8 Quick Tips To Help Your Toddler Speak French

Are you a parent hoping to teach your child French? You may be wondering when you should start, and how to go about it. Look no further! Here are eight tips to help you encourage your child to speak French (or any other language).

Firstly, it's important to remember that every child develops at their own pace, so don't get too hung up on exact timelines. Generally, children begin to speak in correct sentences at around 24-30 months, and can be understood more by strangers at around 26-36 months. By the age of three, they can usually understand most of what adults say.

Here are some tips to help encourage your child's bilingual language development:

  • Start with a song!

Toddlers love singing and music. It's an awesome way to introduce new words in another language. Sing along with them, and you'll help them learn quicker.

  • Use fun actions to introduce new words.

Teaming actions with words will help your little one understand the new vocab you're introducing. Exaggerate your facial expressions and make expressive gestures to emphasise the word. Jump up and down, skip, clap, and hop all while using the French word to describe what you're doing. Your child is more likely to remember new words and their meaning when teamed with a fun action.

  • Double up.

Let's say it's bath time and your child's favourite bath toy is a green frog. Pick up the frog and in English say "Frog! Can you say frog?" Wait to see if your child responds. Then repeat in French. Stick with one toy or object repeating it over and over in both English and French. You could choose to focus on one word for each bath time, dinner time, etc.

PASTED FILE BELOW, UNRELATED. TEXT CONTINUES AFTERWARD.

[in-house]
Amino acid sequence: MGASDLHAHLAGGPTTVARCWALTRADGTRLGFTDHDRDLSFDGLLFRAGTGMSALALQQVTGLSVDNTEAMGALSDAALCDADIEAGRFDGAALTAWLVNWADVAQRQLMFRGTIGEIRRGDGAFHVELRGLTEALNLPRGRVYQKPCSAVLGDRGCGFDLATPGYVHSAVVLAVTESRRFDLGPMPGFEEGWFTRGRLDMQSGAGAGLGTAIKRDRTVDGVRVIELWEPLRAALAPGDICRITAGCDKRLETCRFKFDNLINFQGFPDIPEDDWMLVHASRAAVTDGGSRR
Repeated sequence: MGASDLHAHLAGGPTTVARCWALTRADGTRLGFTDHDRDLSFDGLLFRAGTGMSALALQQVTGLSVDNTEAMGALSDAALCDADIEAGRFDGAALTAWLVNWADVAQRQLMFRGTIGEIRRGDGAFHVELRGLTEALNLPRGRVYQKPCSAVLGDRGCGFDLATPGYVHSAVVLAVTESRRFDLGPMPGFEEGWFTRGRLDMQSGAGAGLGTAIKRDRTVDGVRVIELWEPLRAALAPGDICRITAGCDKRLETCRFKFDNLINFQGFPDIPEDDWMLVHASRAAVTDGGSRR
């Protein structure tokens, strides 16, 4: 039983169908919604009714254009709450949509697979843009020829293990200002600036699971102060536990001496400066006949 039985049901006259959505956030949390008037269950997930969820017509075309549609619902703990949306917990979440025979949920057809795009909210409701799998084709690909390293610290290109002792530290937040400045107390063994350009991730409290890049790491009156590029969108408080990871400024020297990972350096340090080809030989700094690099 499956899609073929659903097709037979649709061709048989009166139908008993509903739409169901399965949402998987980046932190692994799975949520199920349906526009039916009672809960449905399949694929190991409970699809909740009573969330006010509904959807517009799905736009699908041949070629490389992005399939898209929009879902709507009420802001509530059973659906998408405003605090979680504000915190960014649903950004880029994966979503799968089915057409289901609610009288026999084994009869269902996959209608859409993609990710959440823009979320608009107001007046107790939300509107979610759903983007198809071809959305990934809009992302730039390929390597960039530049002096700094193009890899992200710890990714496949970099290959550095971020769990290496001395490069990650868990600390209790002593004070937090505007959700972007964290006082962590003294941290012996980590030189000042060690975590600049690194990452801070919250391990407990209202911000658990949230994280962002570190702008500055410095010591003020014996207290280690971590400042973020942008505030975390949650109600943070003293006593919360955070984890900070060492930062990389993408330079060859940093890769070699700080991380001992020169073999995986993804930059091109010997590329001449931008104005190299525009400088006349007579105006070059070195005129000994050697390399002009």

• Elaborate on their speaking attempts.

You can elaborate on your child's speaking attempts in both English and French. For example, if they say "truck," you can say "Yes, that's your big, yellow truck!" and then repeat the phrase again in French.

  • Describe what you're doing (and get used to one-sided conversations).

Talk your toddler through your everyday activities to help them learn new French words and understand what's happening. You can keep it to several specific times of the day, rather than all the time. You might choose afternoon playtime and the time you prepare dinner to use the new vocabulary.

  • Notice what grabs their attention.

When you're together, tune in and notice what your child is naturally interested in. He or she might seem fascinated by a bird in the front yard or pointing excitedly at a train going past. This is a great cue for you to make a comment and ask a question about what's grabbed their attention. Depending on your own level of fluency, you might ask a whole question in French. Or, if you're not a native speaker, and maybe you don't know the words for 'train' or 'bird' yourself, look them up afterward - yay for translation apps! Later on, you can show them some pictures of a train and a bird and repeat the new words.

  • Turn body language into words.

Before they can speak, toddlers use body language to tell us what they're feeling - or demanding! If your child is reaching for something or tugging on your pants, describe what they're doing in French.

  • Read, read, and read

Reading to your child every day is a great way to introduce them to the French language. Books are an obvious choice, but you can also read street signs, cereal boxes, and the names of products at the grocery store. Anything you read together will help your child learn new words and phrases.

Remember, learning a new language takes time and patience. Don't be discouraged if your child doesn't pick up French right away. With practice and persistence, your child can become fluent in French and achieve #bilingualgoals!


Discover how you can run consistent language lessons, that are fun and engaging and help your kids make the progress they deserve!

Even if you're not fluent!

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